Key recommendations for a healthy eating pattern
The new guidelines describe a healthy eating pattern as one that includes all food types of food and beverages within an adequate level of calories. Thus, a healthy eating pattern (for a 2000-calorie level) includes:
– 2½ cup daily of all types of vegetables: dark green, red or orange, starchy, legumes, and others.
– Fruits (2 cups daily), especially whole ones.
– Grains (6 oz daily), of which at least half should include whole grains.
– Dairy products such as fluid milk, cheese, yogurt or fortified products based on soy.
– A variety of protein-rich foods, including seafood at least 8 oz per week, eggs, lean meats and poultry to about 26 oz per week, legumes, and nuts, seeds and/or soy products.
– Oils (27 g daily).
Also, a healthy eating pattern limits:
– Saturated fats, which should provide less than 10% of the day’s calories.
– Added sugars, which should not exceed 10% of daily calories.
– Sodium, to be ingested in less than 2300 mg daily amounts.
– Trans fats to very minimal, trans fats intake should be kept as low as possible because it increases.
– Alcohol, which should be consumed in moderation being recommended a maximum of one drink per day for women and two drinks a day for men.
How to lower cholesterol with diet in 15 simple and easy steps
The initial step is to start controlling portions. The food portions are often too large, but there is a practical way to control portions: measuring with hands. To know if your serving of meat or fish is ideal, simply see it fits in a hand palm. As for a serving of fresh fruit, it should be approximately the size of a fist. Finally, a serving of cooked vegetables, rice or pasta, must fit into the cupped hand.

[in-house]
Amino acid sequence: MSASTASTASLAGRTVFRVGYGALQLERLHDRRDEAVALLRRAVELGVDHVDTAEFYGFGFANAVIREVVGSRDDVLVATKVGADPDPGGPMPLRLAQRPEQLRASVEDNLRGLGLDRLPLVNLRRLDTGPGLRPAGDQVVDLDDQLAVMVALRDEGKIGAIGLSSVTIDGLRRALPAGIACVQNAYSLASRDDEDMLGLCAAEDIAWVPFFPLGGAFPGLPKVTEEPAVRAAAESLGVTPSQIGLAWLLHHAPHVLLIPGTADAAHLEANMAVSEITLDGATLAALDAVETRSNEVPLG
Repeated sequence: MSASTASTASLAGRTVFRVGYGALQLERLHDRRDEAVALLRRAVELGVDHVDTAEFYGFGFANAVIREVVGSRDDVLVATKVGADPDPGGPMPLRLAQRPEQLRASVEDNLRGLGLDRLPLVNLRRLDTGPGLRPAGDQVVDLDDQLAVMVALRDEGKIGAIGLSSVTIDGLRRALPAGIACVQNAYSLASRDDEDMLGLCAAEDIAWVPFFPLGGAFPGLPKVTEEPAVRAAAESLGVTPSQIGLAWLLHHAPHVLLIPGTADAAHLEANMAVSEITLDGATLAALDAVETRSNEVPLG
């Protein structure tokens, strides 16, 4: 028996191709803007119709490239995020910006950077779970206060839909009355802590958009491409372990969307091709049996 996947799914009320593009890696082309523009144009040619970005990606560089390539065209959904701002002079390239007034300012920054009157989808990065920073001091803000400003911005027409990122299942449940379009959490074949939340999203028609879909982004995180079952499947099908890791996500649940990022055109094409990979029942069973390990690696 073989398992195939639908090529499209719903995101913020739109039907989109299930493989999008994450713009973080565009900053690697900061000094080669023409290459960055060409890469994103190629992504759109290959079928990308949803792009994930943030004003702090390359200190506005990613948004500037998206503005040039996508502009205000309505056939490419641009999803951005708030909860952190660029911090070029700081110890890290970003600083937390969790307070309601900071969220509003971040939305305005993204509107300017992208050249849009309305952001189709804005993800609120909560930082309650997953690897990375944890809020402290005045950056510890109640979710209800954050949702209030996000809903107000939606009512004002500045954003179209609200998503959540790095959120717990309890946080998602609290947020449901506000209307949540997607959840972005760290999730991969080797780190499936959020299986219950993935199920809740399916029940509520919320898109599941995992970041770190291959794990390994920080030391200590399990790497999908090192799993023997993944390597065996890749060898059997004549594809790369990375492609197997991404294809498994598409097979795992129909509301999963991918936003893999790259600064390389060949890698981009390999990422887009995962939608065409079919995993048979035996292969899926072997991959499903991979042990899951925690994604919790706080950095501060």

A balanced diet should constitute of between 50 to 55% of carbohydrates. However, it is necessary to make a proper selection of them. Reduce the intake of refined carbohydrates. There are also known as simple carbohydrates or processed carbohydrates and are considered empty calories. There are two types:
- Sugars: processed and refined sugars such as high fructose corn syrup.
- Refined grains: grains that have been removed from the germ and bran (nutritive parts) and only maintain the endosperm.
This type of food is characterized by having a high glycemic index, which causes peaks in blood glucose levels and causes an increase in insulin, a very negative effect in diabetics.
Also, several studies have shown that foods with a high glycemic index reduce the levels of HDL cholesterol and raise LDL cholesterol and triglycerides.
Another interesting fact is that the low-carbohydrate diets increase the size of small, dense LDL particles, making them large and fluffy particles (these may be protective), and descend LDL cholesterol levels.
Replace these simple carbs those that are slowly absorbed (seeds, whole grains, fruits, vegetables, and legumes).
Avoid any food with trans fats. Artificial or industrial trans fats are hydrogenated fats that are made by introducing hydrogen molecules into a vegetable oil.